On May 20, 2011, the Health Resources and Services Administration (“HRSA”) published a proposed rule concerning the exclusion of orphan drugs for certain covered entities under the 340B Program. The 340B Program, enacted pursuant to the Veterans Health Care Act of 1992 (“VHCA”), limits the prices that participating manufacturers may charge for outpatient drugs purchased by certain “covered entities” that act as “safety net” providers of services to low-income individuals.
Health care reform included significant changes for the 340B program, including expanding the types of covered entities eligible to participate in the Program. New classes of covered entities include certain freestanding cancer hospitals, rural referral centers, sole community hospitals, critical access hospitals, and children’s hospitals. However, under the amendments, 340B prices are not available for “orphan drugs” purchased by freestanding cancer hospitals, rural referral centers, sole community hospitals and critical access hospitals. This limitation applies to protect financial incentives for manufacturers to bring to market such drugs.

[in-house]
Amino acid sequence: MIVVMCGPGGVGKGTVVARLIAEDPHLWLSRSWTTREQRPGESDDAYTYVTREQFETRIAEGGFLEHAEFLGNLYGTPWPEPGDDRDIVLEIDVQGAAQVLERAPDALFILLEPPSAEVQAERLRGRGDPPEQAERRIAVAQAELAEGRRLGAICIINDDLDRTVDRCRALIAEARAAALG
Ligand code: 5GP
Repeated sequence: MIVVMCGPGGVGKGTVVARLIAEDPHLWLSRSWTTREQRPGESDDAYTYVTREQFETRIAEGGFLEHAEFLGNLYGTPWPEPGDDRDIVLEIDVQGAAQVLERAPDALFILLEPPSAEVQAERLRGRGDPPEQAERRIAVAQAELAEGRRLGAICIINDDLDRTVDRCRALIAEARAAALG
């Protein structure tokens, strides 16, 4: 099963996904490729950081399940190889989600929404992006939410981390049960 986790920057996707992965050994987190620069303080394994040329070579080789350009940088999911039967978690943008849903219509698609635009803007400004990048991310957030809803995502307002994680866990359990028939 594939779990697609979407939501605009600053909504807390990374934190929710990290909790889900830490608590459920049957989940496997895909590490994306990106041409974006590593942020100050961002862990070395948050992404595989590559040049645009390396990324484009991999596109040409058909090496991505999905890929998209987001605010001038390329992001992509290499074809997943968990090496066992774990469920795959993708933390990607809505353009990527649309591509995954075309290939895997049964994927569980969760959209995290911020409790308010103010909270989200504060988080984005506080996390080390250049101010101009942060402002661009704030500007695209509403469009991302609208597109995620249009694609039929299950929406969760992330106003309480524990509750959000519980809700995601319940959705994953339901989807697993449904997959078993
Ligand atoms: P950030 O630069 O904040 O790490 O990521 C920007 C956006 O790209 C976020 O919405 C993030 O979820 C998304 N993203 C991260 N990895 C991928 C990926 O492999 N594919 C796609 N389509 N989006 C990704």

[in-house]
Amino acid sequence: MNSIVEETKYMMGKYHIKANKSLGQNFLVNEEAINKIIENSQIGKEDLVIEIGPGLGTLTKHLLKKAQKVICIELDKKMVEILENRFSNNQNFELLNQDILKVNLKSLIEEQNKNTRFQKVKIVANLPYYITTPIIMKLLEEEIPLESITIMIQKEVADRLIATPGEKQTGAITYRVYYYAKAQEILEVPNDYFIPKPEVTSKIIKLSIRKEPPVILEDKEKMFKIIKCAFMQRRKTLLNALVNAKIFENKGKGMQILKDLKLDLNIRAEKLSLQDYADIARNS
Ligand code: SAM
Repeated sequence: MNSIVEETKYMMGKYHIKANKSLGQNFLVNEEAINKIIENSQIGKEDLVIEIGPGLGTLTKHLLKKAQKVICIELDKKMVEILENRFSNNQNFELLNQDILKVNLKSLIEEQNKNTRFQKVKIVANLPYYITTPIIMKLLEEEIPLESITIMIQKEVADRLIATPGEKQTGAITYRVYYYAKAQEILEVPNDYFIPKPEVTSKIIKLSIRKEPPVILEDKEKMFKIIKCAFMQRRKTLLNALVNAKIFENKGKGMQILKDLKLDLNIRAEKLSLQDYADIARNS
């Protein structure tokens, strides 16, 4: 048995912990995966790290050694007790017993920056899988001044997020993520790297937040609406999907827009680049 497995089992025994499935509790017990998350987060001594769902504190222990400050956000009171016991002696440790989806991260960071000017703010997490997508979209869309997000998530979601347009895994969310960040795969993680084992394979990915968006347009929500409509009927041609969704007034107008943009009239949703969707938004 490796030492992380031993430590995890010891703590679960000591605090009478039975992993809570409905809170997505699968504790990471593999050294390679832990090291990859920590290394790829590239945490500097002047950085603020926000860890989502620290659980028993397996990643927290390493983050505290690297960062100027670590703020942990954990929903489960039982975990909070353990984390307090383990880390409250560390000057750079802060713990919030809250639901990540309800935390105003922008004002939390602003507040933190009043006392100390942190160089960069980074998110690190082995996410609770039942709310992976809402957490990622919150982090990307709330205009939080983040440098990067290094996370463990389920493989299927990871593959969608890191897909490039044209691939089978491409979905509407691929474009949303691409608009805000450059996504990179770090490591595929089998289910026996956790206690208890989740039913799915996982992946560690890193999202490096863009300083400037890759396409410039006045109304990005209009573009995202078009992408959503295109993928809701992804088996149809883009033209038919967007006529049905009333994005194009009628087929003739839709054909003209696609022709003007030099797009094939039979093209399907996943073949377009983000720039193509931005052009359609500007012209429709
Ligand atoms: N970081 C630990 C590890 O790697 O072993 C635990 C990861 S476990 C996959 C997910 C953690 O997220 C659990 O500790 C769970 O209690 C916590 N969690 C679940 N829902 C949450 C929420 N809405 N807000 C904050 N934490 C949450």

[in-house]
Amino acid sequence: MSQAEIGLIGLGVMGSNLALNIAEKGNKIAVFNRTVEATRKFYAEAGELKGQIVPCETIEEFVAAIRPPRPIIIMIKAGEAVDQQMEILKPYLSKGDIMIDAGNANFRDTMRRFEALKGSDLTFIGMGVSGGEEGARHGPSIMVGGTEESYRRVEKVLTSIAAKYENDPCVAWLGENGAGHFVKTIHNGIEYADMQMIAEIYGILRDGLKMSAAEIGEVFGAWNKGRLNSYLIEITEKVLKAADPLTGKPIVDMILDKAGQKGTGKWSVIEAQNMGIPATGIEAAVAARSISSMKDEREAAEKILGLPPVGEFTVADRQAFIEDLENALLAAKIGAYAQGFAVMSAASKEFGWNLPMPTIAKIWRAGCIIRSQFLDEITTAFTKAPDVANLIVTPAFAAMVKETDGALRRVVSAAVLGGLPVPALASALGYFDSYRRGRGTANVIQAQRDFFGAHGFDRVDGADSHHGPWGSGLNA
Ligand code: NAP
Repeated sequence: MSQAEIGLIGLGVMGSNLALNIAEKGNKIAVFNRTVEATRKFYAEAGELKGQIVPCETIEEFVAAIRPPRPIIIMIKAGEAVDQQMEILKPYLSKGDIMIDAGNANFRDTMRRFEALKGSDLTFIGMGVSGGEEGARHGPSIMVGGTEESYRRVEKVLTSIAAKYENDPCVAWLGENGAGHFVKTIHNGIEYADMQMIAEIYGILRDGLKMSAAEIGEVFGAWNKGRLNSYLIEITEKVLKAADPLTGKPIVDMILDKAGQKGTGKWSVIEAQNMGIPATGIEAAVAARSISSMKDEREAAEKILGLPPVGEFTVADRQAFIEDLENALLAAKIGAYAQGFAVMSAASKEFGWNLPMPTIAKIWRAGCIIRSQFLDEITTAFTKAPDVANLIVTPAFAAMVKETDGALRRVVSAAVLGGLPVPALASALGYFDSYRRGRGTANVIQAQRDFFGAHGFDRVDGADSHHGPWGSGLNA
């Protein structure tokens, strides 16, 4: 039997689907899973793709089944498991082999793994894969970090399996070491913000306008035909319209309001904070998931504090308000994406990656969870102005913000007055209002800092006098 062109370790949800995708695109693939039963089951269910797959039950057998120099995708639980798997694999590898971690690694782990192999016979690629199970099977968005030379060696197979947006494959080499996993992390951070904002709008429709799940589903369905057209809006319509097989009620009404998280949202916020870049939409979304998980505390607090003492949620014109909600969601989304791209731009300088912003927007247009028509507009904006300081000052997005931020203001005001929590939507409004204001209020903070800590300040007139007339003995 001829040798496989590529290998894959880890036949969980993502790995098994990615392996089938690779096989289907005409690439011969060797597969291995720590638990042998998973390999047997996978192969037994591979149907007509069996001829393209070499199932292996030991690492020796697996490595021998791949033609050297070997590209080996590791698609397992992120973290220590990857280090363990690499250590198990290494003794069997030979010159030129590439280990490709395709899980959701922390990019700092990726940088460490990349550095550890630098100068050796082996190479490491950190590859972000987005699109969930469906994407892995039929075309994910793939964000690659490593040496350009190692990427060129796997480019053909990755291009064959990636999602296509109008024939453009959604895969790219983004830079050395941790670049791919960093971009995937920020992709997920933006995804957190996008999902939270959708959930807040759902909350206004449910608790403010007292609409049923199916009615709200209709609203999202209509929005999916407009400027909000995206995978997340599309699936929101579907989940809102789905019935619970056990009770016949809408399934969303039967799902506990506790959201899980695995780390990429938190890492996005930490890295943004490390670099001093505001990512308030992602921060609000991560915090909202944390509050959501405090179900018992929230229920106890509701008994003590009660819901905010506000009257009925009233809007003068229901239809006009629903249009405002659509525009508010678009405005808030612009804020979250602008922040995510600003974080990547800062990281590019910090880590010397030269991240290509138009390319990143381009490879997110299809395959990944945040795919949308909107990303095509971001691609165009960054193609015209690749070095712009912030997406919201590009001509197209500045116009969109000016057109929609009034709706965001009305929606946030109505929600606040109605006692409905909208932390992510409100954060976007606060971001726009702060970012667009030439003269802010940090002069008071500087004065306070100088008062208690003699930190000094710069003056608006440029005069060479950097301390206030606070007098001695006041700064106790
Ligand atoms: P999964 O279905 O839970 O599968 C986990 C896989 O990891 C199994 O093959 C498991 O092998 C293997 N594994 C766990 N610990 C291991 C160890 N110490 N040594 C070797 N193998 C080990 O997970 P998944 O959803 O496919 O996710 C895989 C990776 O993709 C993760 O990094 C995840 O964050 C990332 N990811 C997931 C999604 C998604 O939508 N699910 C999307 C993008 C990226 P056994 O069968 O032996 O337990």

Under the proposed rule, however, such covered entities may in fact purchase orphan drugs at the 340B price so long as the drug is not transferred, prescribed, sold, or otherwise used for the rare condition or disease for which the orphan drug was designated. In other words, covered entities can purchase the drugs for approved non-orphan uses, as well as potentially unapproved, off-label uses. This proposal potentially “guts” the ineligibility provisions of the statute, as the rule provides no guidance as to how manufacturers can determine what indications (or non-indicated off-label uses) their orphan drugs are used for, and emphasizes that manufacturers may not condition the offer of 340B pricing upon an entity’s assurance that the drug will be used for its orphan indication.
The proposed rule is also somewhat unusual in its specificity, in that HRSA has not previously issue a rule that more generally governs the 340B program. Thus, manufacturers may wish to consider whether it is appropriate to comment on some of the general defined terms (e.g., “covered entity,” “covered outpatient drug”) contained in the proposed rule.
The proposed rule may be viewed here. Comments are due July 19, 2011.